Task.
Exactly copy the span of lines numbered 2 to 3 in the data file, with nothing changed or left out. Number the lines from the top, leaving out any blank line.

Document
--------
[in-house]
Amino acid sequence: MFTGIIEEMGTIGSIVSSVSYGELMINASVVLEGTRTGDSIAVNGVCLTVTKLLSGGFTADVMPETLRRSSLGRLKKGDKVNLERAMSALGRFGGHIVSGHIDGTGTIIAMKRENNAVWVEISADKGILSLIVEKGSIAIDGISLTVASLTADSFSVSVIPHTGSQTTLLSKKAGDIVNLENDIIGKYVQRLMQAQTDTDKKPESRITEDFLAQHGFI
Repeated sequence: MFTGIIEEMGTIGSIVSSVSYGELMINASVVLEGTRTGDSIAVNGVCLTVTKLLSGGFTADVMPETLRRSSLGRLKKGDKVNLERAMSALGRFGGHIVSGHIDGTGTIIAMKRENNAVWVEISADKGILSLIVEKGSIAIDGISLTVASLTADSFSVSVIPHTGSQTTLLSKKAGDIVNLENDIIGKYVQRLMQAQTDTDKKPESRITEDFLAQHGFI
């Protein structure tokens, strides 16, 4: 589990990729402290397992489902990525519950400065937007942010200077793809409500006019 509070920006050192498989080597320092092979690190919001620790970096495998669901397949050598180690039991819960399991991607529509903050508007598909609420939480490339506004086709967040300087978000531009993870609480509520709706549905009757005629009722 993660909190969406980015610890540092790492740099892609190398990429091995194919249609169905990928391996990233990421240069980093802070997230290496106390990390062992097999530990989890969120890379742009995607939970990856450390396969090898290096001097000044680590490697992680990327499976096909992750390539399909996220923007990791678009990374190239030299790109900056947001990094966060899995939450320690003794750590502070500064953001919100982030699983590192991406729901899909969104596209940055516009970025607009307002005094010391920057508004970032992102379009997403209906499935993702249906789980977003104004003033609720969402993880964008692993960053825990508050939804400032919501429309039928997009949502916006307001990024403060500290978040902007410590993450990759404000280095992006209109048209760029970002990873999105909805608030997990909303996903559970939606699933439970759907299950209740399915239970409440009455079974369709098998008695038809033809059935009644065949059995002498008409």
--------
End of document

Amino acid sequence: MFTGIIEEMGTIGSIVSSVSYGELMINASVVLEGTRTGDSIAVNGVCLTVTKLLSGGFTADVMPETLRRSSLGRLKKGDKVNLERAMSALGRFGGHIVSGHIDGTGTIIAMKRENNAVWVEISADKGILSLIVEKGSIAIDGISLTVASLTADSFSVSVIPHTGSQTTLLSKKAGDIVNLENDIIGKYVQRLMQAQTDTDKKPESRITEDFLAQHGFI
Repeated sequence: MFTGIIEEMGTIGSIVSSVSYGELMINASVVLEGTRTGDSIAVNGVCLTVTKLLSGGFTADVMPETLRRSSLGRLKKGDKVNLERAMSALGRFGGHIVSGHIDGTGTIIAMKRENNAVWVEISADKGILSLIVEKGSIAIDGISLTVASLTADSFSVSVIPHTGSQTTLLSKKAGDIVNLENDIIGKYVQRLMQAQTDTDKKPESRITEDFLAQHGFI